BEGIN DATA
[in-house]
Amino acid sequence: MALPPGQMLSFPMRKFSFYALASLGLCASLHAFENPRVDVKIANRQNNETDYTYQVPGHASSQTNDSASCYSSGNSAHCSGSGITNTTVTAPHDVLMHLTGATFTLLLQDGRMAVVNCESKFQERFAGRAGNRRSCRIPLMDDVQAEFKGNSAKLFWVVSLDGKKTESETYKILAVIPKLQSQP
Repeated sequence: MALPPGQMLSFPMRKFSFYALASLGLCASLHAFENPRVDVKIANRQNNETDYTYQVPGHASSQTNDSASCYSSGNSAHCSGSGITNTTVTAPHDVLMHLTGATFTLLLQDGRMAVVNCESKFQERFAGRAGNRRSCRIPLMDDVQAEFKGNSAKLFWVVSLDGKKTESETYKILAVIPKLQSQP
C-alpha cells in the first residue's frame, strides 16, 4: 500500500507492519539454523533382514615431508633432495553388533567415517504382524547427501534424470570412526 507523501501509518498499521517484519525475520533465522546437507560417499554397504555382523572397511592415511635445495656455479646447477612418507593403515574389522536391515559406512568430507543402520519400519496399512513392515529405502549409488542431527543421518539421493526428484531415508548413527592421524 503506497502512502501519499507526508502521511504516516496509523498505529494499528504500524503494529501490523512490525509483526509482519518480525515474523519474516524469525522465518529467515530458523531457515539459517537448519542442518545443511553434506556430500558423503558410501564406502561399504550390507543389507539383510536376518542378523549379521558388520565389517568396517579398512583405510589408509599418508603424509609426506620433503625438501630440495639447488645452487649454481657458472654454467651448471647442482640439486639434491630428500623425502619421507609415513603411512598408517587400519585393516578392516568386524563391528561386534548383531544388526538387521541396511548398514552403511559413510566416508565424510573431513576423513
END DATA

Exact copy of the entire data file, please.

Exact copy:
[in-house]
Amino acid sequence: MALPPGQMLSFPMRKFSFYALASLGLCASLHAFENPRVDVKIANRQNNETDYTYQVPGHASSQTNDSASCYSSGNSAHCSGSGITNTTVTAPHDVLMHLTGATFTLLLQDGRMAVVNCESKFQERFAGRAGNRRSCRIPLMDDVQAEFKGNSAKLFWVVSLDGKKTESETYKILAVIPKLQSQP
Repeated sequence: MALPPGQMLSFPMRKFSFYALASLGLCASLHAFENPRVDVKIANRQNNETDYTYQVPGHASSQTNDSASCYSSGNSAHCSGSGITNTTVTAPHDVLMHLTGATFTLLLQDGRMAVVNCESKFQERFAGRAGNRRSCRIPLMDDVQAEFKGNSAKLFWVVSLDGKKTESETYKILAVIPKLQSQP
C-alpha cells in the first residue's frame, strides 16, 4: 500500500507492519539454523533382514615431508633432495553388533567415517504382524547427501534424470570412526 507523501501509518498499521517484519525475520533465522546437507560417499554397504555382523572397511592415511635445495656455479646447477612418507593403515574389522536391515559406512568430507543402520519400519496399512513392515529405502549409488542431527543421518539421493526428484531415508548413527592421524 503506497502512502501519499507526508502521511504516516496509523498505529494499528504500524503494529501490523512490525509483526509482519518480525515474523519474516524469525522465518529467515530458523531457515539459517537448519542442518545443511553434506556430500558423503558410501564406502561399504550390507543389507539383510536376518542378523549379521558388520565389517568396517579398512583405510589408509599418508603424509609426506620433503625438501630440495639447488645452487649454481657458472654454467651448471647442482640439486639434491630428500623425502619421507609415513603411512598408517587400519585393516578392516568386524563391528561386534548383531544388526538387521541396511548398514552403511559413510566416508565424510573431513576423513